So an interesting book at times, if you want to know more about money laundering, doing business in contemporary Russia and off-shore finance, but a pretty weak thriller. Morgan Jones might find the world of 'business intelligence' fascinating and exciting but based on An Agent of Deceit I can't say the same.
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27 of 29 people found the following review helpful
VINE VOICEon 10 April 2011
Format: HardcoverVine Customer Review of Free Product( What's this? )
The world of the Russian oligarchs is prime thriller material - mysterious, sinister and fabulously wealthy and the novelist can tap into the rich literary inheritance of the cold-war years. Chris Morgan Jones does justice to his material: his first novel is a convincingly written page-turner. If he doesn't quite match the resonance of the best Le Carre, who does ? He balances authentic-sounding financial shenanigans with life-threatening assaults in at least half-a-dozen countries and Ben Webster (his only-slightly-less-than-heroic hero) is a character who could run and run.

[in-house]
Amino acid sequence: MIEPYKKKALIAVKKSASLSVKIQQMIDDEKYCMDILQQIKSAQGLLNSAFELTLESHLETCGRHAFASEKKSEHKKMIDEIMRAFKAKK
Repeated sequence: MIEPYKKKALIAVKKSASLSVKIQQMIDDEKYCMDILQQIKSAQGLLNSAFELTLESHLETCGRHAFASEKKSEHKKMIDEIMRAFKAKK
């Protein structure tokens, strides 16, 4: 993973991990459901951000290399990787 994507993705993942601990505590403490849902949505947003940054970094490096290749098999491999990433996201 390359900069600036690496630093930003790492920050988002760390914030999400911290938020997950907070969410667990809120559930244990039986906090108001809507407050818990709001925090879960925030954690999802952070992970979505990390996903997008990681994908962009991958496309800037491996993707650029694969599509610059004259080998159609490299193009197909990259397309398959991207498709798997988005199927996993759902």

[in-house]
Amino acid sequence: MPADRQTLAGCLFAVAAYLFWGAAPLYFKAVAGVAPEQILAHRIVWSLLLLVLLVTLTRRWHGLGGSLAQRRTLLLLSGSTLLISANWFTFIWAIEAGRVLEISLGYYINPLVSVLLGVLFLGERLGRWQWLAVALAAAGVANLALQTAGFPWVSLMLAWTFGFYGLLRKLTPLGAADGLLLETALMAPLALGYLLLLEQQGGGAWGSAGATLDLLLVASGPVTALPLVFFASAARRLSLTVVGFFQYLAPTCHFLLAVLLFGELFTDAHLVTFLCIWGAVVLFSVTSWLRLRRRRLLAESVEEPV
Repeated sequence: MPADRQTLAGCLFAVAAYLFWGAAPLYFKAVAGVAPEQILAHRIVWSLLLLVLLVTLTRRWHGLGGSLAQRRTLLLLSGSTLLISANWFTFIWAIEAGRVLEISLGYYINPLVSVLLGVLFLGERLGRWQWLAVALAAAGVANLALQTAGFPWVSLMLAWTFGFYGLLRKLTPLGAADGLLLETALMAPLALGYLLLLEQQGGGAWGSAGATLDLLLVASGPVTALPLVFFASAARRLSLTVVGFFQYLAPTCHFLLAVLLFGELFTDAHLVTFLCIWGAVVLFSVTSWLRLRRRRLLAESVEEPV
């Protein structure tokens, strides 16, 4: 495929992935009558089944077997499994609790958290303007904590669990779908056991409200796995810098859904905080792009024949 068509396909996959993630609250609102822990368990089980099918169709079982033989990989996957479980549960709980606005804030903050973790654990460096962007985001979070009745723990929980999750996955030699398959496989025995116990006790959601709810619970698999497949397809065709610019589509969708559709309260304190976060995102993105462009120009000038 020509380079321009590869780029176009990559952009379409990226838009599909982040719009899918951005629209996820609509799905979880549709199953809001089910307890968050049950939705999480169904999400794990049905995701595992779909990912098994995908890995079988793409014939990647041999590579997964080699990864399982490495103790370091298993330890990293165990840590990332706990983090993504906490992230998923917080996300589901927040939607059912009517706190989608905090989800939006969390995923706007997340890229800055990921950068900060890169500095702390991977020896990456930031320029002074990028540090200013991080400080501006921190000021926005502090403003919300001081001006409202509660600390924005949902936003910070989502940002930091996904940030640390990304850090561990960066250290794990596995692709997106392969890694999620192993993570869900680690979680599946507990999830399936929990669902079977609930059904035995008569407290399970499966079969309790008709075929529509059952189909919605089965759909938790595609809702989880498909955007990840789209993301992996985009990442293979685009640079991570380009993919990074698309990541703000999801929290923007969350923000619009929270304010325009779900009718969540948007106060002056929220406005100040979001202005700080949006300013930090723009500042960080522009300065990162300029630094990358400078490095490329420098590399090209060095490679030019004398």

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9 of 10 people found the following review helpful
Format: HardcoverVine Customer Review of Free Product( What's this? )
This isn't the fastest paced spy novel you'll read, but it will be one of the best. Time is taken to develop characters and establish the situation, concentrating not so much on rapid plot twists and turns but more on tightening the tension slowly but effectively and relentlessly as the novel moves on.